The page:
“That’s uncharacteristic of him, to be honest, it truly is. Maybe he was just frustrated in that he had the fly ball and just stayed at the plate, but there was no movement toward first at all. And you guys have heard me talk to all the guys about at least giving an opportunity to move in that particular direction.

“Everybody says, ‘Well, 99 out of (100) times he’s going to catch that ball.’ And then that one time that he doesn’t, what would I do if the ball had been dropped? Would it have made it easier to pull him? Well, it was just as easy because you expect not the best, but the worst.

“That is uncharacteristic of that young man. I had a quick conversation with him on the bench, and he knew and that was it.”

It might seem a little overdramatic, a little nutty, even, to sit down a veteran catcher brought in this offseason to provide some offense and to do it in a one-run game. But this rebuild is about more than just waiting around for the minor league talent to make its way to the South Side. It’s about developing an organizational culture, too. And Renteria feels that if he lets this kind of thing slide at the big league level, that won’t send the right message to those precious prospects who will one day fill out this lineup.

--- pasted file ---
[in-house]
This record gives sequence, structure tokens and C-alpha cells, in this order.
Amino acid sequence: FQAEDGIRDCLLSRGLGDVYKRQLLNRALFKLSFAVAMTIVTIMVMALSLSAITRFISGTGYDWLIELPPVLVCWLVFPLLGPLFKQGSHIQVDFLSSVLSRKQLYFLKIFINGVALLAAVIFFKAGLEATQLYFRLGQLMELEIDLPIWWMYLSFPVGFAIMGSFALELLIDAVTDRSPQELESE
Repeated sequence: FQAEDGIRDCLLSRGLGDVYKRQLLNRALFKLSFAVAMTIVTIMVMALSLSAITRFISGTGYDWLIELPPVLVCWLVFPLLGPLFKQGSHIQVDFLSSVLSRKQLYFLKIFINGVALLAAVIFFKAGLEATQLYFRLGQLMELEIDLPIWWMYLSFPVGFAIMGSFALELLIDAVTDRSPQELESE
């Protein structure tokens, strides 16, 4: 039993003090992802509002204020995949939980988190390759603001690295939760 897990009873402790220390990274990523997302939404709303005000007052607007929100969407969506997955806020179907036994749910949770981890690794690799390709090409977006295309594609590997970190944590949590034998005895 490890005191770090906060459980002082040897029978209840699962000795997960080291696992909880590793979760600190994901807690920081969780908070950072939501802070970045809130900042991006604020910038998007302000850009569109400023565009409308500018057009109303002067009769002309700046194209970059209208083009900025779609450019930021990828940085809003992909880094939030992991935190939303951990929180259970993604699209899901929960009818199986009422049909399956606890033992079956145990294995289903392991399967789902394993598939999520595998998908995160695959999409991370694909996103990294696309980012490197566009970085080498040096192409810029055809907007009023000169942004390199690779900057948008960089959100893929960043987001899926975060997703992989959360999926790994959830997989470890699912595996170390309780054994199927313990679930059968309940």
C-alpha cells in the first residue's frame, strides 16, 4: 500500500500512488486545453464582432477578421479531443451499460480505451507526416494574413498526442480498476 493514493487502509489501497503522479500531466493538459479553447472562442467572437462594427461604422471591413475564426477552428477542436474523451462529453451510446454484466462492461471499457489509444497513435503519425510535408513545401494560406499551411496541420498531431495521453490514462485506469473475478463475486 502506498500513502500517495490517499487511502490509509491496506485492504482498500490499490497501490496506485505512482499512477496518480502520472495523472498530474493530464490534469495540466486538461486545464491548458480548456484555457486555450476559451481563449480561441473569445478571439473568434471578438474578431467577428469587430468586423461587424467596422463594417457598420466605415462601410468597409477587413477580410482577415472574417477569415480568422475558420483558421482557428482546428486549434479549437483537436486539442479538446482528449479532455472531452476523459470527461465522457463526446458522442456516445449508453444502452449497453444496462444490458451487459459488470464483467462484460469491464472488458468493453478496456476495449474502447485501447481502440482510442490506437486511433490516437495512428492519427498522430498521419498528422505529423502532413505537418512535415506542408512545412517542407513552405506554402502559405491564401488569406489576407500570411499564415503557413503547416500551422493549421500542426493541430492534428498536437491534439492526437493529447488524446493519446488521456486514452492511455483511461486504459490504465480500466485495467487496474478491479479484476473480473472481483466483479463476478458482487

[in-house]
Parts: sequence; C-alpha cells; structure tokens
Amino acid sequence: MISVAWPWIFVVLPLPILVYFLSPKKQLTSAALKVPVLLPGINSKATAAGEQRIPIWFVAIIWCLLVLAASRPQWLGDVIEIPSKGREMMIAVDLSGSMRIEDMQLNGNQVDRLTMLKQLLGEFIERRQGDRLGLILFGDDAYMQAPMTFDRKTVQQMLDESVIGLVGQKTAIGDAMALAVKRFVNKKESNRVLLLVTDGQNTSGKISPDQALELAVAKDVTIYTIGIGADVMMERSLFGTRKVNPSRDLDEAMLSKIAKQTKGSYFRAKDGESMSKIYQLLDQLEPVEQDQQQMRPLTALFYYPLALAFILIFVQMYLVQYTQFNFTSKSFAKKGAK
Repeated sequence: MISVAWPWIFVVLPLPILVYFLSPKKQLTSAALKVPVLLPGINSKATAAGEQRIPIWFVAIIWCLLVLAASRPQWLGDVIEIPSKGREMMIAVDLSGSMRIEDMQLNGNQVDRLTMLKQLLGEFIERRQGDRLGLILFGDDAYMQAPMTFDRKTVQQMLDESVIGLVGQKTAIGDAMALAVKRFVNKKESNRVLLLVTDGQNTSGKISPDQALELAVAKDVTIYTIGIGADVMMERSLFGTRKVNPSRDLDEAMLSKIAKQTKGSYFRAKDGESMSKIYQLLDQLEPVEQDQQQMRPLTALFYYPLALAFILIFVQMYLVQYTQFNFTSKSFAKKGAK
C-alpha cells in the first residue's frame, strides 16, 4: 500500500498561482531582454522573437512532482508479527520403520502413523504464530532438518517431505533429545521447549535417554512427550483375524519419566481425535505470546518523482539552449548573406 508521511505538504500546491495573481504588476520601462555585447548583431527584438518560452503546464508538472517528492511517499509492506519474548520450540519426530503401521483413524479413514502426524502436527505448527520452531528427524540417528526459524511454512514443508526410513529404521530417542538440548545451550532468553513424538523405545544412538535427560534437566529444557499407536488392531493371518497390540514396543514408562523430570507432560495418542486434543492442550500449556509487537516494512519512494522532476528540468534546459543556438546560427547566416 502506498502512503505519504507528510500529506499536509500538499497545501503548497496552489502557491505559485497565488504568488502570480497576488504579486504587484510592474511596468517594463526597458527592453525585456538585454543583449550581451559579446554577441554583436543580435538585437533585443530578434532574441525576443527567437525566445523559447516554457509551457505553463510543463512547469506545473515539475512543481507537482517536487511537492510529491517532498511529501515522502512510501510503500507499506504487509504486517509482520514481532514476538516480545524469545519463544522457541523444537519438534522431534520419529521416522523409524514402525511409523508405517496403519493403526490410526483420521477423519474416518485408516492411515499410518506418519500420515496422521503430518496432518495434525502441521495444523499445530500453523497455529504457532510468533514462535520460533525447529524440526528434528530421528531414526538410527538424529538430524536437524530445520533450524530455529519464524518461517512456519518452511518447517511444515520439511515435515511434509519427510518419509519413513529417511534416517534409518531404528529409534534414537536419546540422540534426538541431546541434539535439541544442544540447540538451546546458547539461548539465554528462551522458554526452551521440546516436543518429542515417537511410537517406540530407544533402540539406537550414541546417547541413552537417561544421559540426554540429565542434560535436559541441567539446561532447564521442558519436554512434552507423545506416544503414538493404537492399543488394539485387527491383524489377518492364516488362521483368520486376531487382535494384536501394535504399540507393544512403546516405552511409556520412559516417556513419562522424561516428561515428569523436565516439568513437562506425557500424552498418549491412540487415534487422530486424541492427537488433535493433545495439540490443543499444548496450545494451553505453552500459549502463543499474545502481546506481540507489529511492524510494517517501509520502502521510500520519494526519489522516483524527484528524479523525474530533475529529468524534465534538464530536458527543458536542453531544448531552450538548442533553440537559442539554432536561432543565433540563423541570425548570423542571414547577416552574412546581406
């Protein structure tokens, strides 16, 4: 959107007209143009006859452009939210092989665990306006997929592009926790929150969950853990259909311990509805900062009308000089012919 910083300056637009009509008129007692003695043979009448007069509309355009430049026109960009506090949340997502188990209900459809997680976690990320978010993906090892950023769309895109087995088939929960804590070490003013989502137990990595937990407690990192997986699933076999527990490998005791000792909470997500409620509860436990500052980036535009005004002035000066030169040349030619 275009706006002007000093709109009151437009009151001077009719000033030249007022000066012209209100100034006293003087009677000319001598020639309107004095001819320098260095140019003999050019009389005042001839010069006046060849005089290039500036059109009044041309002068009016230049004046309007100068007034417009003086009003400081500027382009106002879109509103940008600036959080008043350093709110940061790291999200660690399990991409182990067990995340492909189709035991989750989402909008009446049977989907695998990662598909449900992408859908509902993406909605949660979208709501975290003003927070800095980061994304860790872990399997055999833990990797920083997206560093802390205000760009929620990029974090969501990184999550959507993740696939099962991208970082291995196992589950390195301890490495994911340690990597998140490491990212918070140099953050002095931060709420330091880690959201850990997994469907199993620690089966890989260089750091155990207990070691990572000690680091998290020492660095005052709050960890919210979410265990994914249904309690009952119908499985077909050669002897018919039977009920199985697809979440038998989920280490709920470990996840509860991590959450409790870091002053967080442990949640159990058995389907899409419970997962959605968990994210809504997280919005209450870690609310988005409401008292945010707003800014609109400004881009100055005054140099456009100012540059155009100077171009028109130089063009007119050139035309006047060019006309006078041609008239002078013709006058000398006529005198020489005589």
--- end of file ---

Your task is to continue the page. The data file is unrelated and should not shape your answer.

“There’s one way to do it, you get your action, you start moving toward that direction in which you’ve got to go,” Renteria said. “What would’ve happened if everybody’s watching it — and I’m setting the tone for not only here, our club, (but also for) everybody in the minor leagues — and they’re saying, ‘Well, at the top, they said they’re going to do this and then they don’t do it.’

“It’s really simple. And people might like it, not like it. I’ve got to do this, do that so everybody understands what we’re trying to do here. We’re not done with what we’re trying to do.”

This isn’t the first time this has happened in 2018. Avisail Garcia was taken out of a game during spring training for not giving maximum effort. Leury Garcia was removed from a game earlier this month for not busting it down the first-base line on a weak grounder that went right to the first baseman.

It’s become a somewhat common tactic for Renteria, and while it might strike some as taking things a little too seriously, what good is this developmental season if a culture goes undeveloped? The White Sox have placed their bright future, in part, in Renteria’s hands, and they’ve talked glowingly about how the players have bought into his style and how the team played last season under his leadership.

If Renteria truly is the right man for the rebuild, things like this are how he’s going to establish his culture. And it will, he hopes, impact how all those prospects play when they’re no longer prospects and the White Sox are contending for championships.